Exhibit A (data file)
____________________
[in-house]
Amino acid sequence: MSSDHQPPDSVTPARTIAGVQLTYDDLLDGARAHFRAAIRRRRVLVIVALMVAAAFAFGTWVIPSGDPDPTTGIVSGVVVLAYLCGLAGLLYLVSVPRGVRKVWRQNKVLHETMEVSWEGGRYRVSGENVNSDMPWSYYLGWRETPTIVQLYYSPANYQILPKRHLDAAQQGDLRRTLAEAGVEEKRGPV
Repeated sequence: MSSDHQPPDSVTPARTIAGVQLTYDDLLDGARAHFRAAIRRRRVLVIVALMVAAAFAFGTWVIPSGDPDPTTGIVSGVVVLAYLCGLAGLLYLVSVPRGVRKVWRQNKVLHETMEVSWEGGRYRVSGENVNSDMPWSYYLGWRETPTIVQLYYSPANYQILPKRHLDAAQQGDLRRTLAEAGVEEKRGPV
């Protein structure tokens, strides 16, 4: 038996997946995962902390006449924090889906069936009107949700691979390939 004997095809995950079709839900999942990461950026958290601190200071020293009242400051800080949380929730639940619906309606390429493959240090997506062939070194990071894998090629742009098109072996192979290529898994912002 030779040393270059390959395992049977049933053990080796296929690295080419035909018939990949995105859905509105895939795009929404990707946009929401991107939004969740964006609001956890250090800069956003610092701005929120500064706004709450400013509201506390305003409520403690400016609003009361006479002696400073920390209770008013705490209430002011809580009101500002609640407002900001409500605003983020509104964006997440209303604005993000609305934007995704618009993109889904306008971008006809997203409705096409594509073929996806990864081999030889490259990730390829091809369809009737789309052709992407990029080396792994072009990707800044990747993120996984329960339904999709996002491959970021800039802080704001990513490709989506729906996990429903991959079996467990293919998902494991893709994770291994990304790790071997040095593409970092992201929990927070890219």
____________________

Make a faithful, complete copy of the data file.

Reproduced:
[in-house]
Amino acid sequence: MSSDHQPPDSVTPARTIAGVQLTYDDLLDGARAHFRAAIRRRRVLVIVALMVAAAFAFGTWVIPSGDPDPTTGIVSGVVVLAYLCGLAGLLYLVSVPRGVRKVWRQNKVLHETMEVSWEGGRYRVSGENVNSDMPWSYYLGWRETPTIVQLYYSPANYQILPKRHLDAAQQGDLRRTLAEAGVEEKRGPV
Repeated sequence: MSSDHQPPDSVTPARTIAGVQLTYDDLLDGARAHFRAAIRRRRVLVIVALMVAAAFAFGTWVIPSGDPDPTTGIVSGVVVLAYLCGLAGLLYLVSVPRGVRKVWRQNKVLHETMEVSWEGGRYRVSGENVNSDMPWSYYLGWRETPTIVQLYYSPANYQILPKRHLDAAQQGDLRRTLAEAGVEEKRGPV
């Protein structure tokens, strides 16, 4: 038996997946995962902390006449924090889906069936009107949700691979390939 004997095809995950079709839900999942990461950026958290601190200071020293009242400051800080949380929730639940619906309606390429493959240090997506062939070194990071894998090629742009098109072996192979290529898994912002 030779040393270059390959395992049977049933053990080796296929690295080419035909018939990949995105859905509105895939795009929404990707946009929401991107939004969740964006609001956890250090800069956003610092701005929120500064706004709450400013509201506390305003409520403690400016609003009361006479002696400073920390209770008013705490209430002011809580009101500002609640407002900001409500605003983020509104964006997440209303604005993000609305934007995704618009993109889904306008971008006809997203409705096409594509073929996806990864081999030889490259990730390829091809369809009737789309052709992407990029080396792994072009990707800044990747993120996984329960339904999709996002491959970021800039802080704001990513490709989506729906996990429903991959079996467990293919998902494991893709994770291994990304790790071997040095593409970092992201929990927070890219």